Facts about the Indian Nationalist Movement of the early 20th century are drilled into every school kid in our country from the tender age of seven and up. I was one of these kids, taking down copious notes about the Battle of This or That, the Leader of this Rebellion, or the Architect of so and so Treaty. A lot of it I accepted at the behest of an unrelenting grading system, and a lot I accepted because of some innate interest in The Past.
A decade later, when university happened to me, I began to crave those sides of history that were seldom presented to me. And it was a chance encounter with Kalyanaram Durgadas’ novel, “Songs of the Cauvery” which gave me just that.
It follows the story of Panju, a young boy at the cusp of two ages. Behind him, lies the world of his Brahmin father, of strict divisions in society, and a measured respect for British settlers and all the learning they had to share. In front of him, on the other hand, lies the freedom struggle – a world that is as alluring as it is dangerous. We see Panju grow from a precocious little boy into a restless youth, treading the fine line between these two worlds. His inner conflict and journey are the foundation of this novel, but Durgadas infuses it with many other remarkable characters that make “Songs of the Cauvery” all the more captivating.
Panju’s father, Sambu, is the chink in the wall of tradition, making several allowances for his young son that would he himself never had. There’s the wrestling teacher who prepares Panju, mentally and physically, for a still-to-be-identified mission which constantly propels him forward. And there’s Ranjitham, a devadasi who catches our young protagonist’s eye during his college years. Panju falls head over heels for her, but Ranjitham is no push over, or damsel-in-distress. She is cautious and unswayed by this Brahmin boy’s adoration until she is more sure of him. And even when she is, her decisions are driven by her calculated understanding of the world, and the power she can exercise in it.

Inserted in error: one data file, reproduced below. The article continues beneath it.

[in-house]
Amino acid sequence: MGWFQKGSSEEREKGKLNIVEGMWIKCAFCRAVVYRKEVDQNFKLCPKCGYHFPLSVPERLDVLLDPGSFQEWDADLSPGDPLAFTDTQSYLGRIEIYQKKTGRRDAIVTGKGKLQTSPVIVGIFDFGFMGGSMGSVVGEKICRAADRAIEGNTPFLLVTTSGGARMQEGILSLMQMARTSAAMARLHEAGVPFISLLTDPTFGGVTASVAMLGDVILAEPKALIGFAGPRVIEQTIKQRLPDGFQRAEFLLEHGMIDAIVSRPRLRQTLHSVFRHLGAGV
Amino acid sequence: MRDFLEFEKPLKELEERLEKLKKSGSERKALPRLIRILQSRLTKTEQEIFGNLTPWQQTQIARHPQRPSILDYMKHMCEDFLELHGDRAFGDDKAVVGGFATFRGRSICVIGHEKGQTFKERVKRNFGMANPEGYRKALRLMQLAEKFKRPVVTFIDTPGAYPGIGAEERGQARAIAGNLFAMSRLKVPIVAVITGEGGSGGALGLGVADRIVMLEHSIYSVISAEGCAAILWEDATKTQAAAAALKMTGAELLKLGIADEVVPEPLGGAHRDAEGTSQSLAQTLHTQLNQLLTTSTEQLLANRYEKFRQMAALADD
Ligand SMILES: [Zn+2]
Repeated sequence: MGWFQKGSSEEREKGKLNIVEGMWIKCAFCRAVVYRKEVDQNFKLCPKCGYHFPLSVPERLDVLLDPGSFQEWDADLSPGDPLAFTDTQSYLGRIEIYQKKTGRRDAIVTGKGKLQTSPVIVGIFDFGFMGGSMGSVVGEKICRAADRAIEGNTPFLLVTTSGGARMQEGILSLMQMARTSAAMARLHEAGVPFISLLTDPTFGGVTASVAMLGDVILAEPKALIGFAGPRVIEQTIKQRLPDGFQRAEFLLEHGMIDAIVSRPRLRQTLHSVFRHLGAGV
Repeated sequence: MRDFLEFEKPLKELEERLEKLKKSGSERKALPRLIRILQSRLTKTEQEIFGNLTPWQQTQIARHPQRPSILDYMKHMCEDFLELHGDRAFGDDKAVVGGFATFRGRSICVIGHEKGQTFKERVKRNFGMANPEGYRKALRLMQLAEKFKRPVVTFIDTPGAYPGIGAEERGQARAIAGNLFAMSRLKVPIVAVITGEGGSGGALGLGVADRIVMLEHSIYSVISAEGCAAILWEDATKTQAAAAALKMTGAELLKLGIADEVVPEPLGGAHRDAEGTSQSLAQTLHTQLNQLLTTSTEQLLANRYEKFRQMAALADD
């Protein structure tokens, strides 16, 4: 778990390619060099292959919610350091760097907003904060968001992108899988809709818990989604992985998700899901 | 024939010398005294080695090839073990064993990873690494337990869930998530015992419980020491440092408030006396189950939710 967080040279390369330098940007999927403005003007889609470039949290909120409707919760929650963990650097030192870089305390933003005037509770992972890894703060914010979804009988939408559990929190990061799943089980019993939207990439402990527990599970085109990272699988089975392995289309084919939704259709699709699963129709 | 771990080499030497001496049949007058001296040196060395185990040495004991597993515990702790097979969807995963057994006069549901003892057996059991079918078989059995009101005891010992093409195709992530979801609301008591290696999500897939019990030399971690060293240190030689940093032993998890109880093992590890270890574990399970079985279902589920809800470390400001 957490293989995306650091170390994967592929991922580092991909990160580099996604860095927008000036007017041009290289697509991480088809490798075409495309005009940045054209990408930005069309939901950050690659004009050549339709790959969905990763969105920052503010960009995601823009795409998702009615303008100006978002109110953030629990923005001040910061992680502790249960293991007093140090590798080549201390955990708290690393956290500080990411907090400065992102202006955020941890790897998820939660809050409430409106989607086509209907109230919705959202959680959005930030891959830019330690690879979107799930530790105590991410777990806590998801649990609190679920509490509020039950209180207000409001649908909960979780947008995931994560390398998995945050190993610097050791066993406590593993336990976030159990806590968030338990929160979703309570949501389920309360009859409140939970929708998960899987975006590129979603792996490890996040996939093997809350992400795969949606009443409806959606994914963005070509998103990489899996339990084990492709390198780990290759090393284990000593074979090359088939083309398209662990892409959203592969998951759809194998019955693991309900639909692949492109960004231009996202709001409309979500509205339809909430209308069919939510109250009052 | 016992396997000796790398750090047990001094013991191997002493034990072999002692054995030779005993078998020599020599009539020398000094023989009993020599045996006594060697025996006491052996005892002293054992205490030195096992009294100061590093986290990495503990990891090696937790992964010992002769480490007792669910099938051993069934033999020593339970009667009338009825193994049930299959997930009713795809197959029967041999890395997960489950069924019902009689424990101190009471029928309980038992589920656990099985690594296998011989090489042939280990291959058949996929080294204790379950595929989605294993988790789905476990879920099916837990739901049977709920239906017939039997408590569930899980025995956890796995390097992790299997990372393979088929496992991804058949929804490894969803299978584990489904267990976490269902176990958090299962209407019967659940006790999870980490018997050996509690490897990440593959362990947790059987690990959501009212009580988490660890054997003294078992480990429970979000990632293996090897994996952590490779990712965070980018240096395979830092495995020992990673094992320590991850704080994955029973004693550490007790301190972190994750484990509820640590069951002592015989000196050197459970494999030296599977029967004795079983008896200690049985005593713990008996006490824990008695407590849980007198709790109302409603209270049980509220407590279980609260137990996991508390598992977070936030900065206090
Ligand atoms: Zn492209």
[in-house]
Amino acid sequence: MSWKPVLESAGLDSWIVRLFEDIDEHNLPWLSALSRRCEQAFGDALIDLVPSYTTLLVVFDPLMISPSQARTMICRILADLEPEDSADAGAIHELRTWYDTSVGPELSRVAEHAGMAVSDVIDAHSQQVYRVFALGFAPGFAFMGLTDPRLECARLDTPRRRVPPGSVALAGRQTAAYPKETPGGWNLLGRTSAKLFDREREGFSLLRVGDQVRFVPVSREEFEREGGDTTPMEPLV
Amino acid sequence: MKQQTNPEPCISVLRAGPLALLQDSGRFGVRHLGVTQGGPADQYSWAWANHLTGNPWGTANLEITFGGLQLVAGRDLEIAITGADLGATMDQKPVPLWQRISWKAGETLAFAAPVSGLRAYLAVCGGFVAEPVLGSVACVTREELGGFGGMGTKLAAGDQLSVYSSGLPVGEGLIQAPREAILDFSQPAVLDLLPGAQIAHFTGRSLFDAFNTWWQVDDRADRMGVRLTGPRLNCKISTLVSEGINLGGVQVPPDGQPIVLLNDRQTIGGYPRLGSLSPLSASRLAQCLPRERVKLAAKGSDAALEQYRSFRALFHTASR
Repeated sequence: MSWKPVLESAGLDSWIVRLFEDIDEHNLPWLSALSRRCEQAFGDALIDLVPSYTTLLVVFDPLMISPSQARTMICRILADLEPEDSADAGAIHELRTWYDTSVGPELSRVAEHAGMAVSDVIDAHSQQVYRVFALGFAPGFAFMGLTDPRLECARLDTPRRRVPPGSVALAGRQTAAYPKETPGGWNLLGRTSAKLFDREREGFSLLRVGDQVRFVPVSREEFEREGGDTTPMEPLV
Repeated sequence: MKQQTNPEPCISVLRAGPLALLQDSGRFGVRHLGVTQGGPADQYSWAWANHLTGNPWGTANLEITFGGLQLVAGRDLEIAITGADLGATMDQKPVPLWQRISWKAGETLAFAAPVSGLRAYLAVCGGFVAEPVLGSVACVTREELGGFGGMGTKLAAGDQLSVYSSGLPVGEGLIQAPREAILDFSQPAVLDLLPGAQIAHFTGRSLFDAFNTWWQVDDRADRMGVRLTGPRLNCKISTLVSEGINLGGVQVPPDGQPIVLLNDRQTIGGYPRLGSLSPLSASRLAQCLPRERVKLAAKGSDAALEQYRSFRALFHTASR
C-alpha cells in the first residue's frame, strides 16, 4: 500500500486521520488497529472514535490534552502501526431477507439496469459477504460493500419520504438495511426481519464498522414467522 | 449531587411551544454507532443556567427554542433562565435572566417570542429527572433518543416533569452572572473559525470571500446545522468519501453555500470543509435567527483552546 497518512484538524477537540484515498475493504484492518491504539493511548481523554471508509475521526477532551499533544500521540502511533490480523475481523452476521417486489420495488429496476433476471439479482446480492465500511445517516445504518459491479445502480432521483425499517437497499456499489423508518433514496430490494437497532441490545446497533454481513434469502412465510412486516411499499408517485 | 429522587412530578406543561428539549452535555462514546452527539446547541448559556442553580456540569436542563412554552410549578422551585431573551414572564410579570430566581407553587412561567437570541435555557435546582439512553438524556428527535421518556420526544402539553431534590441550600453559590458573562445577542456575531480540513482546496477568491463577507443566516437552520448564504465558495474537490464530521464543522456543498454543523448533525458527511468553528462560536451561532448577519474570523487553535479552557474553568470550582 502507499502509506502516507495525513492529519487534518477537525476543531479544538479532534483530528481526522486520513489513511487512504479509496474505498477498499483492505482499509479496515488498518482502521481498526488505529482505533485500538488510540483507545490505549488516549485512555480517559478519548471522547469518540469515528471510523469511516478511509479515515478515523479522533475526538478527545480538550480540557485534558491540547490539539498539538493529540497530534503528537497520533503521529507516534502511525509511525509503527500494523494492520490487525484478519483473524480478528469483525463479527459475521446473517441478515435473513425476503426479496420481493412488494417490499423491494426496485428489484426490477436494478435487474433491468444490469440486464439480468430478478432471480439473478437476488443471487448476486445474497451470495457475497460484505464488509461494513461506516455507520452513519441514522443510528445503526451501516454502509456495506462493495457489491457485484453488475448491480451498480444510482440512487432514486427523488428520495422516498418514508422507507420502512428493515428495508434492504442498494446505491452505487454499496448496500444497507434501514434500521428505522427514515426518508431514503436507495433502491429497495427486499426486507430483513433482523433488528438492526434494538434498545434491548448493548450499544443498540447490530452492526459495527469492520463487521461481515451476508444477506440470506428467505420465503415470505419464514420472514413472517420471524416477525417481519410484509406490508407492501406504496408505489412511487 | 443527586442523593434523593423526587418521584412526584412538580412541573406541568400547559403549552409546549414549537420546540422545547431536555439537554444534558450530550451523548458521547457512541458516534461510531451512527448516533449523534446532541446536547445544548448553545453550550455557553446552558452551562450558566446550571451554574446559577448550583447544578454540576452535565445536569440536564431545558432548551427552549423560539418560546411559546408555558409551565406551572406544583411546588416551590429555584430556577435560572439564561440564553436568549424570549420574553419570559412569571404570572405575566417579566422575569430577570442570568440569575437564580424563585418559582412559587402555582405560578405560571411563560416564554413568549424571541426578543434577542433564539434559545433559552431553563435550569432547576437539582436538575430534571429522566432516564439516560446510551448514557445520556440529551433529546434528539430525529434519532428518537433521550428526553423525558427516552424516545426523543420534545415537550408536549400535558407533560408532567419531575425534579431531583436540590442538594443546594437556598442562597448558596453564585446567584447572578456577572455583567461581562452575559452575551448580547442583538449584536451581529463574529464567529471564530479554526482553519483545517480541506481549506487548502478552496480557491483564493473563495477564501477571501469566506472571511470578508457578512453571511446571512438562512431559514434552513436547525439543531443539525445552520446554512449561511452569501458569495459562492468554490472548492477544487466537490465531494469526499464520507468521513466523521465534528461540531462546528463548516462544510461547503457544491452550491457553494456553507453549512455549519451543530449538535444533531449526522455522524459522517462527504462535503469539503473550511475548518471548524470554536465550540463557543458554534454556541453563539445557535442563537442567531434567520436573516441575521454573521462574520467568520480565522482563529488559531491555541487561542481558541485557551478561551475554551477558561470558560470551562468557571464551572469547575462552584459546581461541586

Ranjitham is one of two remarkable female characters in this novel, the other being Panju’s older sister Janaki. Even as a child, Janaki is keenly aware of the different roles and opportunities available to her and Panju. And she is keenly aware of her need to break out of the set up. While her brother navigates the changing socio-political landscape of colonial India, Janaki forges her own bold path by demanding access to higher education. Despite her mother’s constant reprimand, and her father’s various (though half-hearted) resistances, she becomes the first woman to enroll as an undergraduate of English literature.
Like Ranjitham, Janaki is no passive plot device – a terrible fate that many a female character must suffer, both in books and film. And it’s to Durgadas’ credit that we have these two intelligent, headstrong female characters, couched in a story about what is apparently one of the most masculine pursuits – Nationalism.
What resonates with me, over and above the characters and plot, is just how rooted this novel is in its South Indian (specifically, Tamil) context. The names that had lined my textbooks for ten years (and then some) were invariably North Indian ones. Thumbing through these before every exam was the subtle practice of forgetting. It was the act of erasing a history, a language, customs, dress and even food from anywhere outside the handful of Northern states, the static image of which have come to represent this vivid, diverse, ever-changing country of ours. Today we are surrounded by a ‘national’ narrative and culture that is distinctly Hindi-speaking, Hindu, and upper-class. Sitting smack-dab in the middle of it all, it’s oddly comforting to read a book that flows with names like “Thanjavur”, “Kumbakonam”, “Pondicherry” and, of course, “Cauvery”, each of which form the setting of a story that carries you along in its ebb and tide.
It’s all of these elements that come together – like tributaries of a river! – and make “Songs of the Cauvery” an important and relevant read to us today. Oh, and did I mention the novel delivers a great plot twist, too?